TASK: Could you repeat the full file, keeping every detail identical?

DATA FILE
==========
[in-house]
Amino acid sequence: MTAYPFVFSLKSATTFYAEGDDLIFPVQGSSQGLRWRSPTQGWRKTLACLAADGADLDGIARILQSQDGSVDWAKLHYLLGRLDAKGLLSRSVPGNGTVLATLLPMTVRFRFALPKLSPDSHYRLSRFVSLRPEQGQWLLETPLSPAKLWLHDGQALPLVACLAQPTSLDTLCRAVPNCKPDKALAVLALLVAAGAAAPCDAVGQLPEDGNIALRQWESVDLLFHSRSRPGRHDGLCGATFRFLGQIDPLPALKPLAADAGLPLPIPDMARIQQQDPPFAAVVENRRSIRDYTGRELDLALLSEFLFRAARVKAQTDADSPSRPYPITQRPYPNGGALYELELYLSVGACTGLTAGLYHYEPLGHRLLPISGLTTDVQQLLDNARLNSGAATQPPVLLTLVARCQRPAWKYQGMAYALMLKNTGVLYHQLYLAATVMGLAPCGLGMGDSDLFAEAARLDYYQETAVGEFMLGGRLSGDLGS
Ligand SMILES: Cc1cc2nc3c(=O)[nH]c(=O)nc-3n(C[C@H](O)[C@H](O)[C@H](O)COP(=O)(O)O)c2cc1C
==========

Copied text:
[in-house]
Amino acid sequence: MTAYPFVFSLKSATTFYAEGDDLIFPVQGSSQGLRWRSPTQGWRKTLACLAADGADLDGIARILQSQDGSVDWAKLHYLLGRLDAKGLLSRSVPGNGTVLATLLPMTVRFRFALPKLSPDSHYRLSRFVSLRPEQGQWLLETPLSPAKLWLHDGQALPLVACLAQPTSLDTLCRAVPNCKPDKALAVLALLVAAGAAAPCDAVGQLPEDGNIALRQWESVDLLFHSRSRPGRHDGLCGATFRFLGQIDPLPALKPLAADAGLPLPIPDMARIQQQDPPFAAVVENRRSIRDYTGRELDLALLSEFLFRAARVKAQTDADSPSRPYPITQRPYPNGGALYELELYLSVGACTGLTAGLYHYEPLGHRLLPISGLTTDVQQLLDNARLNSGAATQPPVLLTLVARCQRPAWKYQGMAYALMLKNTGVLYHQLYLAATVMGLAPCGLGMGDSDLFAEAARLDYYQETAVGEFMLGGRLSGDLGS
Ligand SMILES: Cc1cc2nc3c(=O)[nH]c(=O)nc-3n(C[C@H](O)[C@H](O)[C@H](O)COP(=O)(O)O)c2cc1C